But there are more subtle things that take up too much of my time with worry, things that are not often, but affect me and the life with my family. For example; I would like to not have to panic when we go to the amusement park. I would like to be able to know that after a 3o minute wait on inclined concrete with my kids that I will actually FIT into the roller coaster or Scooby Doo ride without the bar giving me indigestion or cracking a rib. I would like to walk the golf course I live on without the use of a golf cart and a defibrulator. I would like to get up and down from the floor without having to roll around like a turtle on its back for momentum after my daughter and I play a game and I’d like to look in the mirror after my shower and know that i’m okay with my reflection. That even though it isn’t a  young body, it’s a healthy body and I’m doing it justice by keeping it in fairly good shape. I want to know that although I may not have the newest car on the block, I am keeping it running smoothly even if the bumper is a bit saggy and it has a few hundred thousand miles on it.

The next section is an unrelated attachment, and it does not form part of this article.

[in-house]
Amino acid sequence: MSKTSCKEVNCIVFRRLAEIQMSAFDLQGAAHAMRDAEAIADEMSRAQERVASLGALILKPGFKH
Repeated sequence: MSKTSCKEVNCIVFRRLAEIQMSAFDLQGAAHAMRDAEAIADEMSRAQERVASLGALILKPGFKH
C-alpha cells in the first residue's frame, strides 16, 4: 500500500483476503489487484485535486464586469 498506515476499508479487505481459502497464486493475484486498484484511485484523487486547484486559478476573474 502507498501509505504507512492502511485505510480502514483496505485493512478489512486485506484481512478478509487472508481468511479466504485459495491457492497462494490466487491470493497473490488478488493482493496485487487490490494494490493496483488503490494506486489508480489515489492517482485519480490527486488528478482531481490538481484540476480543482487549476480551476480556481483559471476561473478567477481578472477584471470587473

So it was hard to hear that high fat ratio number. I still hear it. In fact, all the way home I muttered it under my breath hoping that if I said it enough, I would eventually get over it. But when I saw Carol write down the numbers and then my BMI (body mass index) was a 41, I knew I was definitely in for a workout to get this body in shape and get my health back. 

When we filled out the paperwork, my first instinct was to declare some impossible goal; “I want to be seventeen again.”

 But I resisted the urge and simply put down that I want to be “under” 200 pounds. 199 would be my goal. A whole new area of the store would be open to me and I just might end up being able to go off my blood pressure meds, wear a bathing suit without it looking like a circus tent and have the stamina to complete a hike in the woods with my kids without needing to be air lifted out.

So I am working on it.

Step #1: I showed up. I am here.

I am wearing my pedometer on my jeans pocket and looking towards that day when I can get naked and not run for cover, fit in a thrill ride and pull that bar tight and exhale in front of the mirror and know that I yam what I yam, because I’m doing all I can.


About margie rigney

I'm a woman with too much to say to keep it to myself. Stop by for a virtual coffee break with me and refill your cup. Life is too short to worry too much and take it too seriously. Sometimes you just gotta laugh, even when it hurts.